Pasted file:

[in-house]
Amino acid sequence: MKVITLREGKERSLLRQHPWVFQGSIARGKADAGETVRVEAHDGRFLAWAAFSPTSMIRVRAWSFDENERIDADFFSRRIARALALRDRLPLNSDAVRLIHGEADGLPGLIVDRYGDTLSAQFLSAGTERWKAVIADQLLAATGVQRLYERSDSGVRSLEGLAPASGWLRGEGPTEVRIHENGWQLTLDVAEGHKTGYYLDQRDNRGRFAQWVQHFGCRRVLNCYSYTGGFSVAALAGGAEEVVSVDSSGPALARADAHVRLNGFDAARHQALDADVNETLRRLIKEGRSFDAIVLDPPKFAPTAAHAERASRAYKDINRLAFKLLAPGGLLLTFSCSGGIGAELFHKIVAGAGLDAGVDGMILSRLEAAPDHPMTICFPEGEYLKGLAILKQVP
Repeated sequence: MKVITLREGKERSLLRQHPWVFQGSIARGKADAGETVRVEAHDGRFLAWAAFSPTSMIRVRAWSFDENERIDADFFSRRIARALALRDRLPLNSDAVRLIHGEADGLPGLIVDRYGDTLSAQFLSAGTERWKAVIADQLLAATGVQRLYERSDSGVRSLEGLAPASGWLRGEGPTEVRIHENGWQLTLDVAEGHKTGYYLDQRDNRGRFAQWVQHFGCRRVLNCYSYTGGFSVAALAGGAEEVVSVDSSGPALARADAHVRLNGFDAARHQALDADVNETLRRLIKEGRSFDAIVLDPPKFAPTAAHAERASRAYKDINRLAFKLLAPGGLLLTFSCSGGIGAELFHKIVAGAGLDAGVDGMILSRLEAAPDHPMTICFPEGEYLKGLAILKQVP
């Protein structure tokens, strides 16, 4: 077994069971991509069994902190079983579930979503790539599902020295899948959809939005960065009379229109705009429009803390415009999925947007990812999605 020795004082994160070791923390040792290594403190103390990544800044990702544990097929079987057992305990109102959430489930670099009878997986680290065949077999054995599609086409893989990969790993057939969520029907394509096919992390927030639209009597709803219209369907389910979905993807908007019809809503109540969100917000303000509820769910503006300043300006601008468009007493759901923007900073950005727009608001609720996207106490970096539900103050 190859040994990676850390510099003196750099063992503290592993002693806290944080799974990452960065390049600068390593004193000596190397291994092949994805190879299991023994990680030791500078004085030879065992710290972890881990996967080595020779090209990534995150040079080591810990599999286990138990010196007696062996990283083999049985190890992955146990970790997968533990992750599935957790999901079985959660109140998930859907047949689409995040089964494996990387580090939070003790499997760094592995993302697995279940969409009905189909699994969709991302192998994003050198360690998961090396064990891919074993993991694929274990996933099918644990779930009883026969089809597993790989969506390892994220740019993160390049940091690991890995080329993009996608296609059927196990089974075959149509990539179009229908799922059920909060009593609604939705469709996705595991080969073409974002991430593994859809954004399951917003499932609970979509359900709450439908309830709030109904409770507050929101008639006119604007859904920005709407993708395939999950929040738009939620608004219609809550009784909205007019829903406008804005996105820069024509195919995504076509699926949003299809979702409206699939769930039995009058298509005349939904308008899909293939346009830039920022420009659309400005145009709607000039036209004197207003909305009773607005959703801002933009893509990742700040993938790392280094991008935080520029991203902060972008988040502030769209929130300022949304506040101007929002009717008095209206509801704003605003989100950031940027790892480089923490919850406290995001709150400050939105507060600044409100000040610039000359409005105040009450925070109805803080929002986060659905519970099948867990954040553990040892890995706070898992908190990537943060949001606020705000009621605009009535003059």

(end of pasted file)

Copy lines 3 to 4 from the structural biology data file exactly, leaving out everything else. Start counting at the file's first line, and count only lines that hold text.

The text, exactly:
Repeated sequence: MKVITLREGKERSLLRQHPWVFQGSIARGKADAGETVRVEAHDGRFLAWAAFSPTSMIRVRAWSFDENERIDADFFSRRIARALALRDRLPLNSDAVRLIHGEADGLPGLIVDRYGDTLSAQFLSAGTERWKAVIADQLLAATGVQRLYERSDSGVRSLEGLAPASGWLRGEGPTEVRIHENGWQLTLDVAEGHKTGYYLDQRDNRGRFAQWVQHFGCRRVLNCYSYTGGFSVAALAGGAEEVVSVDSSGPALARADAHVRLNGFDAARHQALDADVNETLRRLIKEGRSFDAIVLDPPKFAPTAAHAERASRAYKDINRLAFKLLAPGGLLLTFSCSGGIGAELFHKIVAGAGLDAGVDGMILSRLEAAPDHPMTICFPEGEYLKGLAILKQVP
């Protein structure tokens, strides 16, 4: 077994069971991509069994902190079983579930979503790539599902020295899948959809939005960065009379229109705009429009803390415009999925947007990812999605 020795004082994160070791923390040792290594403190103390990544800044990702544990097929079987057992305990109102959430489930670099009878997986680290065949077999054995599609086409893989990969790993057939969520029907394509096919992390927030639209009597709803219209369907389910979905993807908007019809809503109540969100917000303000509820769910503006300043300006601008468009007493759901923007900073950005727009608001609720996207106490970096539900103050 190859040994990676850390510099003196750099063992503290592993002693806290944080799974990452960065390049600068390593004193000596190397291994092949994805190879299991023994990680030791500078004085030879065992710290972890881990996967080595020779090209990534995150040079080591810990599999286990138990010196007696062996990283083999049985190890992955146990970790997968533990992750599935957790999901079985959660109140998930859907047949689409995040089964494996990387580090939070003790499997760094592995993302697995279940969409009905189909699994969709991302192998994003050198360690998961090396064990891919074993993991694929274990996933099918644990779930009883026969089809597993790989969506390892994220740019993160390049940091690991890995080329993009996608296609059927196990089974075959149509990539179009229908799922059920909060009593609604939705469709996705595991080969073409974002991430593994859809954004399951917003499932609970979509359900709450439908309830709030109904409770507050929101008639006119604007859904920005709407993708395939999950929040738009939620608004219609809550009784909205007019829903406008804005996105820069024509195919995504076509699926949003299809979702409206699939769930039995009058298509005349939904308008899909293939346009830039920022420009659309400005145009709607000039036209004197207003909305009773607005959703801002933009893509990742700040993938790392280094991008935080520029991203902060972008988040502030769209929130300022949304506040101007929002009717008095209206509801704003605003989100950031940027790892480089923490919850406290995001709150400050939105507060600044409100000040610039000359409005105040009450925070109805803080929002986060659905519970099948867990954040553990040892890995706070898992908190990537943060949001606020705000009621605009009535003059």